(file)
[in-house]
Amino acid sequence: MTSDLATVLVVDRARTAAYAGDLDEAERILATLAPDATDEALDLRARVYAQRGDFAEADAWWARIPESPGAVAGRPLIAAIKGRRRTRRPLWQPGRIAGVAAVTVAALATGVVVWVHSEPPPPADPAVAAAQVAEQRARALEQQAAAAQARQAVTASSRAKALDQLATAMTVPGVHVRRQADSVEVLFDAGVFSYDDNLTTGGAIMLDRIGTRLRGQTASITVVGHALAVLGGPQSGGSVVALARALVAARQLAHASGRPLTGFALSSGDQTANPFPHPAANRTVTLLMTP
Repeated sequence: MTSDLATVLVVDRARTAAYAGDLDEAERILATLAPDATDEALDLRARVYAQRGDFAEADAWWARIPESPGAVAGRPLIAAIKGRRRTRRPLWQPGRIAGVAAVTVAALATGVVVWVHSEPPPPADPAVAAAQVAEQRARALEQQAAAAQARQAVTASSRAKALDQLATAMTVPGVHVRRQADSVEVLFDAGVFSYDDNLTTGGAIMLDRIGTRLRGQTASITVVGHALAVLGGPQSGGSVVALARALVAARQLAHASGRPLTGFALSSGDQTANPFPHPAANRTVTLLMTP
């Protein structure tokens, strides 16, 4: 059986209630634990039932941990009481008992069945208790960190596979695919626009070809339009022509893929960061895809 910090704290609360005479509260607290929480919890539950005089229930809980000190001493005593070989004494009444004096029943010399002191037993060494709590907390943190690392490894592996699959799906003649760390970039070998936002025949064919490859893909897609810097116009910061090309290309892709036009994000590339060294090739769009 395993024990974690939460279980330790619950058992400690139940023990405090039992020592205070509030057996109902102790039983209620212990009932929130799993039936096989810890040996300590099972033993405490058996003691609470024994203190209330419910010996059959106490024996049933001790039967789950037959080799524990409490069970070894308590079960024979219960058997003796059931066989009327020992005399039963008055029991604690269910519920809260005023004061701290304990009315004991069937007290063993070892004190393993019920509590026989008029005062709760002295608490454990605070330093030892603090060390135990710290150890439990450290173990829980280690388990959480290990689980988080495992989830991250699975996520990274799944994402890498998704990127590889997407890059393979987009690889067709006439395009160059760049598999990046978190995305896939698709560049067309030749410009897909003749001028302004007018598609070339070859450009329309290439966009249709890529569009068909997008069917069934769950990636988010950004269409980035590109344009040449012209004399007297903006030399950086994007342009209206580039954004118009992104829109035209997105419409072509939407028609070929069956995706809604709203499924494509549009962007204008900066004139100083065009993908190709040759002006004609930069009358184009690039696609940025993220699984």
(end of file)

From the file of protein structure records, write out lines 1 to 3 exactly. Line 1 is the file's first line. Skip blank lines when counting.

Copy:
[in-house]
Amino acid sequence: MTSDLATVLVVDRARTAAYAGDLDEAERILATLAPDATDEALDLRARVYAQRGDFAEADAWWARIPESPGAVAGRPLIAAIKGRRRTRRPLWQPGRIAGVAAVTVAALATGVVVWVHSEPPPPADPAVAAAQVAEQRARALEQQAAAAQARQAVTASSRAKALDQLATAMTVPGVHVRRQADSVEVLFDAGVFSYDDNLTTGGAIMLDRIGTRLRGQTASITVVGHALAVLGGPQSGGSVVALARALVAARQLAHASGRPLTGFALSSGDQTANPFPHPAANRTVTLLMTP
Repeated sequence: MTSDLATVLVVDRARTAAYAGDLDEAERILATLAPDATDEALDLRARVYAQRGDFAEADAWWARIPESPGAVAGRPLIAAIKGRRRTRRPLWQPGRIAGVAAVTVAALATGVVVWVHSEPPPPADPAVAAAQVAEQRARALEQQAAAAQARQAVTASSRAKALDQLATAMTVPGVHVRRQADSVEVLFDAGVFSYDDNLTTGGAIMLDRIGTRLRGQTASITVVGHALAVLGGPQSGGSVVALARALVAARQLAHASGRPLTGFALSSGDQTANPFPHPAANRTVTLLMTP